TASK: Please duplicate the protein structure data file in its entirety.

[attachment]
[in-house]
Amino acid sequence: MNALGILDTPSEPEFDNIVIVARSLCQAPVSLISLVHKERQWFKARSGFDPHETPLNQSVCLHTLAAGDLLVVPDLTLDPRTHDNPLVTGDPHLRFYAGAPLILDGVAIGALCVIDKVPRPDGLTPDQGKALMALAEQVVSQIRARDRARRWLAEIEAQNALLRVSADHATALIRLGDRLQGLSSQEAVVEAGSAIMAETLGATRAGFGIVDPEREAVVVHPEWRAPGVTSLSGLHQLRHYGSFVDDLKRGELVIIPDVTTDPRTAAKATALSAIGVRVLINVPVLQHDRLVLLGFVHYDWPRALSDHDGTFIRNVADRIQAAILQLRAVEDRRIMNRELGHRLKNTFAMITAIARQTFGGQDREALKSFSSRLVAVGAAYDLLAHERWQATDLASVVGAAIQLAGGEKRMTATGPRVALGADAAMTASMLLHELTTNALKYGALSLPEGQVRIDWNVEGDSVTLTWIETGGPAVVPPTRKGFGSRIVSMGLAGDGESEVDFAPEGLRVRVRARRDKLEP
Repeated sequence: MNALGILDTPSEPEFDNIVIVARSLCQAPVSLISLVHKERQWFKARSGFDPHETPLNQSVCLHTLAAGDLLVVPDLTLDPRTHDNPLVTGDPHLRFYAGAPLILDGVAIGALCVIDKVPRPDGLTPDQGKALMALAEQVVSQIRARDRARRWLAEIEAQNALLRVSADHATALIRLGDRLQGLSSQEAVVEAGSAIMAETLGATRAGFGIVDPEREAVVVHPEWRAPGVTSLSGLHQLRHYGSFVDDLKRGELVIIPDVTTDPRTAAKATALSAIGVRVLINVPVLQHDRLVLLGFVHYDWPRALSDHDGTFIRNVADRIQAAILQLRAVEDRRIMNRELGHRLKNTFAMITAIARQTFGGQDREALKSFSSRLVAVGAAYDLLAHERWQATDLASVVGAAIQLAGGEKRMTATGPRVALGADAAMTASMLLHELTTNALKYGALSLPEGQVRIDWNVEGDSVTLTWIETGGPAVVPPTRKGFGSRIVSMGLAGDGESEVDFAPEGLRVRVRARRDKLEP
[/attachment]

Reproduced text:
[in-house]
Amino acid sequence: MNALGILDTPSEPEFDNIVIVARSLCQAPVSLISLVHKERQWFKARSGFDPHETPLNQSVCLHTLAAGDLLVVPDLTLDPRTHDNPLVTGDPHLRFYAGAPLILDGVAIGALCVIDKVPRPDGLTPDQGKALMALAEQVVSQIRARDRARRWLAEIEAQNALLRVSADHATALIRLGDRLQGLSSQEAVVEAGSAIMAETLGATRAGFGIVDPEREAVVVHPEWRAPGVTSLSGLHQLRHYGSFVDDLKRGELVIIPDVTTDPRTAAKATALSAIGVRVLINVPVLQHDRLVLLGFVHYDWPRALSDHDGTFIRNVADRIQAAILQLRAVEDRRIMNRELGHRLKNTFAMITAIARQTFGGQDREALKSFSSRLVAVGAAYDLLAHERWQATDLASVVGAAIQLAGGEKRMTATGPRVALGADAAMTASMLLHELTTNALKYGALSLPEGQVRIDWNVEGDSVTLTWIETGGPAVVPPTRKGFGSRIVSMGLAGDGESEVDFAPEGLRVRVRARRDKLEP
Repeated sequence: MNALGILDTPSEPEFDNIVIVARSLCQAPVSLISLVHKERQWFKARSGFDPHETPLNQSVCLHTLAAGDLLVVPDLTLDPRTHDNPLVTGDPHLRFYAGAPLILDGVAIGALCVIDKVPRPDGLTPDQGKALMALAEQVVSQIRARDRARRWLAEIEAQNALLRVSADHATALIRLGDRLQGLSSQEAVVEAGSAIMAETLGATRAGFGIVDPEREAVVVHPEWRAPGVTSLSGLHQLRHYGSFVDDLKRGELVIIPDVTTDPRTAAKATALSAIGVRVLINVPVLQHDRLVLLGFVHYDWPRALSDHDGTFIRNVADRIQAAILQLRAVEDRRIMNRELGHRLKNTFAMITAIARQTFGGQDREALKSFSSRLVAVGAAYDLLAHERWQATDLASVVGAAIQLAGGEKRMTATGPRVALGADAAMTASMLLHELTTNALKYGALSLPEGQVRIDWNVEGDSVTLTWIETGGPAVVPPTRKGFGSRIVSMGLAGDGESEVDFAPEGLRVRVRARRDKLEP